Higher frequencies of CD11b+ inflammatory monocytes (CD11b(hi), >48.4%) compared with low frequencies of CD11b+ inflammatory monocytes (<15.8%) was associated with higher prevaccination frequencies of total and inflammatory monocytes and higher CCR2 MFI, higher plasma sTNFR1 and CXCL-10 with higher lipopolysaccharide stimulated expression of TNFα and IL-6, concomitant with lower postvaccination influenza antibody titers.
In addition, it can significantly attenuate expression of the pro-inflammatory molecules IL-6, MIP-1β, MCP-1, and IP-10 induced by human influenza A virus (H1N1) and similarly downregulate expression of cytokines and chemokines induced by avian influenza A virus (H9N2).
In this study, we demonstrate the synergistic stimulation of CXCL10 mRNA and protein, a key chemokine responsible for the early immune response to viral infection, following treatment of airway epithelial cells with IFN γ and influenza virus.
In A549 cells, the extract (30 µg/mL) significantly inhibited influenza virus induced monocyte chemotactic protein (MCP)-1 and interferon-γ induced protein 10 kD (IP-10), but dramatically increased interleukin-6 (IL-6).
Only 9% of subjects who received LAIV seroconverted, while 33% of patients developed at least a 2-fold increase in influenza virus-specific immunoglobulin A (IgA) antibodies in nasal wash. LAIV induced a localized inflammation, as suggested by increased expression of interferon-response genes in mucosal RNA and increased granulocyte colony-stimulating factor (G-CSF) and IP-10 in nasal wash. Interestingly, patients who seroconverted had significantly lower serum levels of G-CSF before vaccination.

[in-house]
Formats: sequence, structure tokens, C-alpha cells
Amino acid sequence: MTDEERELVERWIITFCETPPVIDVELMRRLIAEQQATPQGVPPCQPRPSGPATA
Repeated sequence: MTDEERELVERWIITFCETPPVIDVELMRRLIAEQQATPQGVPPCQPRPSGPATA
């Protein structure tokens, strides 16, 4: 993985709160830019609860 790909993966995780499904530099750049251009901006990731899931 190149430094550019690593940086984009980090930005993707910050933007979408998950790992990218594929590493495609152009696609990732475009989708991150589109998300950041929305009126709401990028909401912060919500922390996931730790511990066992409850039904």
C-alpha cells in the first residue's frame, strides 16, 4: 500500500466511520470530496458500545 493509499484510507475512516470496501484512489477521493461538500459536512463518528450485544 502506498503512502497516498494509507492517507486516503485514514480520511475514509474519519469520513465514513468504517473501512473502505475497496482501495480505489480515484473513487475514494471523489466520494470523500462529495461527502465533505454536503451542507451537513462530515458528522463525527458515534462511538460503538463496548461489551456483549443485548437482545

In comparison with human seasonal influenza H1N1 (A/HK/54/98) and mouse adapted influenza H1N1 (A/WSN/33) viruses, the highly pathogenic influenza H5N1 virus (A/HK/483/97) was a more potent inducer of the chemokine, CXCL 10 (IP-10), while there was not a clear differential TNF-α protein expression pattern.
Furthermore, NEC/mono-DC co-cultures using NECs from smokers exhibited suppressed concentrations of T-cell/natural killer cell chemokine interferon gamma-induced protein 10 (IP-10) after infection with influenza, indicating that NECs from smokers may skew early influenza-induced Th1 responses.